Monday, December 2, 2013

Mama Messed Up

Defeated.

That's about the best way I can describe myself right now, as I hide in a dark room with tear-stained cheeks.

What went wrong?

How did I turn into such a failure as a mom?

These are the questions that pour from my hurting heart as I ponder the deterioration of my day.

Probably worst of all, I feel like a hypocrite.  Just a couple hours ago, I had an intense one-on-one time with my daughter about her being so emotional.  I spoke to her about how to change your heart and deal with your nasty feelings when they make you want to do or say horrible things to your siblings... again and again.  I talked about making choices to let go of anger and let it be replaced by peace - and most importantly, how you can not blame others for your reactions - because let's face it... even if your little brother spills cereal on your craft, it does not give the right to push him and scream and explode with fury.

But when push comes to shove (and push my buttons, those 6 kids sure do) I am at fault.  I respond wrongly.  I sin against my kids with a tone of voice that cuts and I respond with a frustration that bruises their little hearts.

All I can say is that I have another fantastic opportunity to model repentance to my children.
I will ask them to forgive my harshness and anger towards them.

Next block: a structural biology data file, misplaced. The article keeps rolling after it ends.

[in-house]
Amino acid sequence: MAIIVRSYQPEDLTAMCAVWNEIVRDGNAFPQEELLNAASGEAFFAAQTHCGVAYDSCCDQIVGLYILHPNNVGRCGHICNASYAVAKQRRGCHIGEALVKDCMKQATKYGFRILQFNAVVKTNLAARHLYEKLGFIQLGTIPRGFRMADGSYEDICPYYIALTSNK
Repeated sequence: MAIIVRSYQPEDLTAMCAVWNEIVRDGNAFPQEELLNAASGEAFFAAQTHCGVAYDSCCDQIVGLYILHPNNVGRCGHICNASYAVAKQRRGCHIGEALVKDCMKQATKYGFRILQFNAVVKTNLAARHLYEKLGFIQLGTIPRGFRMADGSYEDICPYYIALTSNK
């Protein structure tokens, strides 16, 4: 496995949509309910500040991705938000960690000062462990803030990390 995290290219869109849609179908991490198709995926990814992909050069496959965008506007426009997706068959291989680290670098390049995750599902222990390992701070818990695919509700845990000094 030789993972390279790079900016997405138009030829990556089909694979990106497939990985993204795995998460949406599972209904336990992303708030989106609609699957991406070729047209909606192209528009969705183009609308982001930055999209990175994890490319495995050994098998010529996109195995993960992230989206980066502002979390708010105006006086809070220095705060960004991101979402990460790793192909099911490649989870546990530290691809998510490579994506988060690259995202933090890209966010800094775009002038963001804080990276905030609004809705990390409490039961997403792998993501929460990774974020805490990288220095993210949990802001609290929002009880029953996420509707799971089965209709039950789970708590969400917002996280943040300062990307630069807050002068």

I will hug them and make sure we are "okay" with each other.
I'll show them that mistakes happen... but the real mistake would be in not repairing what was broken down.

Moms and dads, we don't have to be super-heroes to our children.  Because after a while, your kids can see through your disguise and the costume (or rather the role) that you wear in your child's presence won't glimmer like it used to.   So instead of pretending, and trying to maintain that "authority-perfection-super-parent" image in the eyes of your child, you have the opportunity to be genuine and to show your kids how relationships should work in the real world.  You have to chance to teach them how to handle mistakes, ask for forgiveness and experience the beauty of reconciliation.

I wish I didn't make mistakes as a mother, I really do.  And I'm not writing this post as a way to excuse myself for being angry or frustrated; that it's all okay just because it means I'm teaching my kids to say "sorry".  No, I don't like my mistakes and I will endeavor to improve.  I will seek encouragement when I need it and look to resources to improve my parenting... until the last kid has grown up and moves out!  However, the beauty... the silver lining to my cloudy, gloomy moments - is that I can equip my kids to do relationships well.  In my acts of repentance, I'm modeling the behavior that will one day impact their future friendships, marriages and even the raising of their own children.


1 comment:

Melanie Woodward said...

This took humility. Thank you for sharing. When we are willing to be honest, ALL of us have been there. I have had to repent to my daughters before and told them that I sinned for yelling or getting angry. Now from time to time, my 3 year old will say when I am reprimanding her (even if there is no anger), "Mommy, you sinned." Ha! We are all still figuring it out...together :-)